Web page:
Owen Brown, father of the radical abolitionist John Brown, was active with the Underground Railroad in New York state. A story claims "Mammy Sally" marked the house Abraham Lincoln’s future wife, Mary Todd Lincoln, lived in while growing up was a safe house where fugitives could get meals, but the story is suspect.
Underground Railroad Routes
Underground Railroad Routes
The term Underground Railroad began to be used in the early 1830s. In keeping with that name for the system, homes and businesses that harbored runaways were known as "stations" or "depots" and were run by "stationmasters." "Conductors" moved the fugitives from one station to the next. The Underground Railroad’s "stockholders" contributed money or goods. The latter sometimes included clothing so that fugitives traveling by boat or on actual trains wouldn’t give themselves away by wearing their worn work clothes. Once the fugitives reached safe havens—or at least relatively safe ones—in the far northern areas of the United States, they would be given assistance finding lodging and work. Many went on to Canada, where they could not legally be retrieved by their owners.
A trip on the Underground Railroad was fraught with danger. The slave or slaves had to make a getaway from their owners, usually by night. "Keep your eye on the North Star" was the watchword; by keeping that star ever in front of them, the runaways knew they were headed north.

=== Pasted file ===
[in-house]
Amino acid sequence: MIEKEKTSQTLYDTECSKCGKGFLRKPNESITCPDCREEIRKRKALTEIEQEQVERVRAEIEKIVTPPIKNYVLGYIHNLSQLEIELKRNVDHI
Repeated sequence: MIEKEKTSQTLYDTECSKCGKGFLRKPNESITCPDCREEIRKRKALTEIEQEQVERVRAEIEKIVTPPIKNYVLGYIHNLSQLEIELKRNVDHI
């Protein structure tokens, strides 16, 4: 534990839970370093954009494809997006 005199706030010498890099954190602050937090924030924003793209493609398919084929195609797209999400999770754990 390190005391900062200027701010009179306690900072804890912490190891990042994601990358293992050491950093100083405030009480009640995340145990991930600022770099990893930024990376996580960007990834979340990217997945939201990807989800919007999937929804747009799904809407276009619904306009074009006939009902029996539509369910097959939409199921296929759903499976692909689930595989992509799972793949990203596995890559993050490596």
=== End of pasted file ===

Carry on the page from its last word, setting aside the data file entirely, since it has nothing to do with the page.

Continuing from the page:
Conductors On The Railroad
Sometimes a "conductor" pretending to be a slave would go to a plantation to guide the fugitives on their way. Among the best known "conductors" is Harriet Tubman, a former slave who returned to slave states 19 times and brought more than 300 slaves to freedom—using her shotgun to threaten death to any who lost heart and wanted to turn back.
Operators of the Underground Railroad faced their own dangers. If someone living in the North was convicted of helping fugitives to escape he or she could be fined hundreds or even thousands of dollars, a tremendous amount for the time; however, in areas where abolitionism was strong, the "secret" railroad operated quite openly. Stephen Myers of Upstate New York, a former slave, wrote in his own newspaper, Northern Star and Freemen’s Advocate, about his work helping other slaves escape. Myers became the most important leader of the Underground Railroad in the Albany area. "Vigilance committees" that formed within communities for the purpose of aiding runaways sometimes openly advertised their meetings. (In other eras of American history, the term "vigilance committee" often refers to citizens groups who took the law into their own hands, trying and lynching people accused of crimes, if no local authority existed or if they believed that authority was corrupt or insufficient.)
Being caught in a slave state while aiding runaways was much more dangerous than in the North; punishments included prison, whipping, or even hanging—assuming that the accused made it to court alive instead of perishing at the hands of an outraged mob. White men caught helping slaves to escape received harsher punishments than white women, but both could expect jail time at the very least. The harshest punishments—dozens of lashes with a whip, burning or hanging—were reserved for any blacks caught in the act of aiding fugitives.
The Civil War…